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Beagle trying to bite a Christmas present during the holidays

QUESTION:

My two-year-old Basenji is a very curious pup and still gets into things and chews on occasion. For the past two years, as a safety precaution, I kept holiday decorating to a minimum. I did not have poinsettias, lights, or candles – in fact, I hardly decorated at all aside from a tabletop tree. This year I would really like to decorate and feel more relaxed about doing so without worrying that my dog will ingest or destroy my holiday decorations. I especially love live Poinsettias, but I’m concerned about my dog getting into it. Are these plants highly toxic to dogs? While I can try to keep her away from the actual plant, I’m a bit worried about the leaves dropping and her getting into them. Any pointers you can provide to help me keep my dog safe this Holiday season would be excellent.

 

ANSWER:

It sounds like you are taking a responsible-dog-owner approach to your Christmas decorating. Pet owners need to be aware of hazards posed to their dogs from the puppy years all throughout their lives. From ingestion dangers to electric shock, many customary Christmas decorations can be hazardous to dogs and cats.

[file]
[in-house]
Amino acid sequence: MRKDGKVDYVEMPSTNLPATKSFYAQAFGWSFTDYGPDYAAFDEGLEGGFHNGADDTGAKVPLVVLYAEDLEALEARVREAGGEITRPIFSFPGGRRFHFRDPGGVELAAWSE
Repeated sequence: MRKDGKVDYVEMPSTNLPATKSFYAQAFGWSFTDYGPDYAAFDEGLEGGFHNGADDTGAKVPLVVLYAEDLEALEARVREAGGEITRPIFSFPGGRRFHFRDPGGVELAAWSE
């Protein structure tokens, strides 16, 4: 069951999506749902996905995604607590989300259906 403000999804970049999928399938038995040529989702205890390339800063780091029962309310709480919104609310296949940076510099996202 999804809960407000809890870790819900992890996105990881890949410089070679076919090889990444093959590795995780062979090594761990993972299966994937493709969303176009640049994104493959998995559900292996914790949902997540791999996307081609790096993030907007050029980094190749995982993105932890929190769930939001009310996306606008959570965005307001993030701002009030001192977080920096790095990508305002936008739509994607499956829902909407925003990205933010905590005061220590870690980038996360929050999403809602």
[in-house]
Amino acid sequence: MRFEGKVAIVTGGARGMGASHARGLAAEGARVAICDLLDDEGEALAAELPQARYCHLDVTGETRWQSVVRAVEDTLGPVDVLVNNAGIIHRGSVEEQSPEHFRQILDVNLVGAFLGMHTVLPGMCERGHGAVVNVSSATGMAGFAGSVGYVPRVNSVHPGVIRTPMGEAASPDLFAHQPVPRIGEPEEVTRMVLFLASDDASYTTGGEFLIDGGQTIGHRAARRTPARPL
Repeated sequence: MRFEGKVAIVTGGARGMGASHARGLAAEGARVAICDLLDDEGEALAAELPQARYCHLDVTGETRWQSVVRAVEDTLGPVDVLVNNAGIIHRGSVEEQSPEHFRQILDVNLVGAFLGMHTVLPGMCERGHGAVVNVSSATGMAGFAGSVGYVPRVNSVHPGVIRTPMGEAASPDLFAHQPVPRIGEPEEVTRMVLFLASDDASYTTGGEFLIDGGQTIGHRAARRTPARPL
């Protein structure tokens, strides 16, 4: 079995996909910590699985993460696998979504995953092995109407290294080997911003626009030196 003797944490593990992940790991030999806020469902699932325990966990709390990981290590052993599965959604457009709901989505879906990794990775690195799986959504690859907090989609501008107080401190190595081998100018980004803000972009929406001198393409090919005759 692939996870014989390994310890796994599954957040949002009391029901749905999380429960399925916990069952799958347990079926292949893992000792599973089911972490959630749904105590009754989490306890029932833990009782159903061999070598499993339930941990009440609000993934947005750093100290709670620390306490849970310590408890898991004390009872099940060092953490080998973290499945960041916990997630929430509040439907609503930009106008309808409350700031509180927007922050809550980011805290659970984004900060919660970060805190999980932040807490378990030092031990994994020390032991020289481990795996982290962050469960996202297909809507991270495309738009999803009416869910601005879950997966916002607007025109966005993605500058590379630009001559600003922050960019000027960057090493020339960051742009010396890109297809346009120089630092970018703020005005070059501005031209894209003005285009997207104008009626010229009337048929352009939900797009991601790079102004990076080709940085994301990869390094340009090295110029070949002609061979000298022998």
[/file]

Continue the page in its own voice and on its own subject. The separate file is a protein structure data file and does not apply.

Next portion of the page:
Poinsettias are a mildly toxic plant and should certainly be used with caution, but the dangers are hardly ever serious or fatal. The milky white sap found in poinsettias contains chemicals similar to those in detergents and when large quantities are ingested, mild signs of vomiting, drooling, or sometimes diarrhea may be seen. Skin irritation can occur when in contact with the milky white sap as well. Due to the low level of toxicity seen with poinsettia ingestion, you are safe to use them in your house with caution. All reasonable precautions should be made such as keeping plants and decorations out of your dog’s reach and never leaving your dog unattended when decorations, plants and potentially hazardous foods are present.

While medical treatment is rarely necessary when a dog ingests a leaf from a poinsettia plant, you should contact your veterinarian if clinical signs appear in your dog. Below is a more detailed list of common Christmas plants that are dangerous to dogs.

And a helpful video on ways to keep your dog safe this Christmas

Happy and Safe Holidays to you and your dog!

Common Holiday and Christmas Plants that are Dangerous to Dogs

  • Peace lily
  • Calla lily
  • Amaryllis
  • Lily of the Valley
  • Autumn Crocus
  • Giant Dracaena
  • Palm Lily
  • Holly – the berry and leaf
  • Mistletoe

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